Reid was born in Manhattan, the son of artist Christine Challenger Reid and banker Blair Reid.
In 1935, Reid debuted on the radio program The March of Time, which led to him working regularly on radio dramas during the Golden Age of radio. Early on he took "Elliott" as his stage name. His credits include among other, many Orson Welles-directed stage and radio productions, such as The Mercury Theatre on the Air and also acted on Theatre Guild on the Air, The Adventures of Philip Marlowe, Suspense, and the CBS Radio Mystery Theater. In some early performances he was credited as "Ted Reid".
Reid's best-known film role was as Ernie Malone, private detective hired to spy on Marilyn Monroe's character, only to become Jane Russell's love interest, in the 20th Century Fox classic Gentlemen Prefer Blondes (1953). Variety praised his and Tommy Noonan's performances, saying that "Reid and Noonan carry off the romantic male spots nicely".
Reid played Professor Shelby Ashton in two Walt Disney movies starring Fred MacMurray: The Absent-Minded Professor in 1961, and sequel Son of Flubber in 1963. Reid also played Ralph Hastings in Disney's 1966 movie Follow Me, Boys!
A member of The Actors Studio from its inception, Reid was a regular in NBC television's That Was the Week That Was (1964–1965) and made guest appearances on Murder, She Wrote, The Odd Couple, I Love Lucy, Barney Miller, Small Wonder, Perry Mason, and The Munsters.
In 1992 Reid appeared in the season three Seinfeld episode "The Letter", as one of the collectors considering buying a painting of Kramer. Reid's final television role was as Henry on the episode "Please Re-Lease Me" of the television sitcom Maybe This Time. He retired in 1995, but returned for an uncredited role as Miguel in the 2000 short film Scattering Mother and the role of Buddy in the feature film adaptation of the same name in 2005.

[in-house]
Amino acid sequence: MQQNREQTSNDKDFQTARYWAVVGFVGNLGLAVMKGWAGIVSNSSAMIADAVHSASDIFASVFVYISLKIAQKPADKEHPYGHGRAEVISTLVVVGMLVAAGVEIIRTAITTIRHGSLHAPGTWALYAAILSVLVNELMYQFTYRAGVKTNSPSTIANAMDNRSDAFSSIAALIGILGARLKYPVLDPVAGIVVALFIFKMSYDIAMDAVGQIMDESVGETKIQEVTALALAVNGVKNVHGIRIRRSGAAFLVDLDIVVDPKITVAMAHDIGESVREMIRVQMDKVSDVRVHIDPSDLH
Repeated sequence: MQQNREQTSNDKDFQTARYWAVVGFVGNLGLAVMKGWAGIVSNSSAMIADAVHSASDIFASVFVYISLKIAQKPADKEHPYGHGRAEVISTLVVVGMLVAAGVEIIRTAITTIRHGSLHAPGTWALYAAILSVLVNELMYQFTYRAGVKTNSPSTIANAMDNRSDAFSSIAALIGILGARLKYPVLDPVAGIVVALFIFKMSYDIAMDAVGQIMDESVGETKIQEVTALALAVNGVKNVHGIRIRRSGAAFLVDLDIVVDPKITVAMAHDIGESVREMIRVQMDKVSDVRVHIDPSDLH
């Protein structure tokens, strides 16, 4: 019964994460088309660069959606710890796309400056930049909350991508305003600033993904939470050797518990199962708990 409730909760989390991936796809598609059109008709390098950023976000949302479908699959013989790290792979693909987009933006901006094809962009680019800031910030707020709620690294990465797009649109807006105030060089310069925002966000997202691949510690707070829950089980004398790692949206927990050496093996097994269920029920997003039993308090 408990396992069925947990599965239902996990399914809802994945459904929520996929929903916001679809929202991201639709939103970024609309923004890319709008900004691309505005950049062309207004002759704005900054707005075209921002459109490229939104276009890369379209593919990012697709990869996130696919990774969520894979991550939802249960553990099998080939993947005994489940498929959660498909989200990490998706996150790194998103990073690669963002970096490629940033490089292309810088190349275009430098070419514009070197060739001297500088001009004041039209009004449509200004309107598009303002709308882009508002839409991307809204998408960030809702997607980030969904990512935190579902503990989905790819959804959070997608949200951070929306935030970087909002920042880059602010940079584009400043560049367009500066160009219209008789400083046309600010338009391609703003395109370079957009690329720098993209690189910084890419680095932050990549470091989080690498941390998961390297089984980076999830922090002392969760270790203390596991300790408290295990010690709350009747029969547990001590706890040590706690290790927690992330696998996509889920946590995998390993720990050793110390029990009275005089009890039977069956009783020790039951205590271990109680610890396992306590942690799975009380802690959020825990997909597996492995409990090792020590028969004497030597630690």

Among his special skills, Elliot Reid was also an accomplished impressionist. He was so famous with his John F. Kennedy impersonation that, in 1962, he was invited to perform it in front of Kennedy in person; Kennedy was happy with the performance. One reference book said, "His mimicking of John F. Kennedy opened up a mini-career in clubs in the early 1960s."
Reid's Broadway credits include Julius Caesar (1937-1938), The Shoemaker's Holiday (1938), Macbeth (1948), Two Blind Mice (1949), The Live Wire (1950), Two on the Aisle (1951-1952), and From A to Z (1960).
He co-starred as Felix Unger in a road production of The Odd Couple with Dan Dailey as Oscar Madison during the late 1960s. He also appeared as an art collector in the 1992 Seinfeld episode "The Letter".
Reid died from heart failure on June 21, 2013, at the age of 93. He had resided in an assisted living facility in Studio City, California, where his nephew said he had been living for the past few years. His remains were cremated and his ashes were scattered in the Pacific Ocean.The Ramparts We Watch (1940) - Ralph Gilchrist
Young Ideas (1943) - Jeff Evans
The Story of Dr. Wassell (1944) - William 'Andy' Anderson
A Double Life (1947) - Actor in 'A Gentleman's Gentleman'
Sierra (1950) - Duke Lafferty
The Whip Hand (1951) - Matt Corbin
Gentlemen Prefer Blondes (1953) - Ernie Malone
Vicki (1953) - Steve Christopher
Woman's World (1954) - Tony Andrews
Inherit the Wind (1960) - Prosecutor Tom Davenport
The Absent-Minded Professor (1961) - Professor Shelby Ashton
Son of Flubber (1963) - Prof. Shelby Ashton
The Thrill of It All (1963) - Mike Palmer
It's a Mad, Mad, Mad, Mad World (1963) - Dr. Chadwick (voice, uncredited)
The Wheeler Dealers (1963) - Leonard
Move Over, Darling (1963) - Dr. Herman Schlick
Who's Been Sleeping in My Bed? (1963) - Tom Edwards
Follow Me, Boys! (1966) - Ralph Hastings
Blackbeard's Ghost (1968) - TV Commentator
Some Kind of a Nut (1969) - Gardner Anderson
Heaven Can Wait (1978) - Waiter (uncredited)
Young Einstein (1988) - Asylum Guard